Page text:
Wednesday, February 12, 2014

Hyundai Way: Hyundai Speed, Part 5 Management Styles

Management Styles
Hyundai’s early management style was influenced by Founder Chung Ju Yung and his charismatic personal leadership, which was also strongly tied to Korean Confucianism. Management teams of the 1960s, 1970s and 1980s in turn, modeled their style after the Founder. In the wake of global expansion during the late 1990s and 2000s, Hyundai’s management style would evolve. In fact, today, there are a number of methods; a few are common and the most notable contrast autocratic and collaborative styles. All are part of what I see as Hyundai Way culture.

The Role of Mentoring
Looking back several years to a team building workshop, a senior Korean manager openly shared some insights on Korean management styles. Within his Korean division, teams were mentored by seniors in one of several styles. For example, some senior managers fostered a "soft" management style of collaboration, while others used a "hard…don’t ask questions and just do it” autocratic style.

Elaborating, he explained that he was taught and preferred to first present the challenge or situation to the team and then ask the junior staff to prepare some ideas and solutions.  This collaborator style was in stark contrast to a “top down” style in which communication and direction were one way. The Korean manager further noted that in the case of working in the overseas' subsidiary he found what was most effective was to ask the American colleagues for their thoughts on a matter versus directing the team’s actions. He felt the former approach better tapped the experience and creativity of the local teams.

Additionally, Korean teams and management have been assigned to subsidiaries worldwide and have become increasingly global savvy. This results in the teams being exposed to and embracing local management styles. Moreover, an increasing number of Korean team members have been educated at western business schools and have earned MBAs, exposing them to a broad range of leadership and management styles. At times this can also result in a generational divide with those younger managers, influenced by their western education, in conflict with older managers more rigid adherence to old practices.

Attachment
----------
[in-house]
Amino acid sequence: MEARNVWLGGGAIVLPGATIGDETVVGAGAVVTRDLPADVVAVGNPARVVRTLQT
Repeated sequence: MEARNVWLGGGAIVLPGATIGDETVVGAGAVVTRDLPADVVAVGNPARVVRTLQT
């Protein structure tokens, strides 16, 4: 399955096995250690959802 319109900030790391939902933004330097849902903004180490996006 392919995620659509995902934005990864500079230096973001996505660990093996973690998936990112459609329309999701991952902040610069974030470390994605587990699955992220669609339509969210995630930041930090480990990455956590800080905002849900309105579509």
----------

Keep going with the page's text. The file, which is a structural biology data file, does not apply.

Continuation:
A Growing Trend
In my experience I see an overall growing trend toward collaboration—from top leadership to team level. There are, however, exceptions predominately because of the strong in-grained hierarchical model. For example, a Korean manager with a dominant “softer” management style may quickly shift to a more autocratic style.  Typically, this is the result of a request or directive from senior leadership overriding their personal preferences in tackling a situation.  In a Korean organization like Hyundai it is not appropriate for middle management and even local senior management to question or evaluate the opinions, ideas or orders of one’s superiors. Leadership’s role is to decide on direction and major issues. In turn, the working team's role is to implement or gather needed information. A request “from above” receives priority over other projects and scheduled meetings.  If a request comes from leadership, the local Korean managers will expect all to follow and execute. In many cases, local non-Korean teams will see such a request conveyed by their Korean colleague as a one-sided demand but local teams need to recognize these hierarchical dynamics.

As a senior Korean manager once reminded me—“no two Koreans are alike,” so I suggest that correspondingly no two follow identical management styles. Moreover, especially in the case of Korean expatriates working abroad their style might shift depending on the situation as well as change over time as they are influenced and adapt accordingly.

All said, regardless of the management style, one overarching aspect of Hyundai corporate culture still dominates--once a decision is made, the expectation is that the teams move at Hyundai Speed to accomplish.

Part 6 "Conclusions", the final article in the Hyundai Way: Hyundai Speed series shares the author's opinions on a question, “Considering its strong Korean heritage and corporate culture, is the Hyundai business model globally sustainable?”

Questions? Comments? Requests?

Copyright 2014

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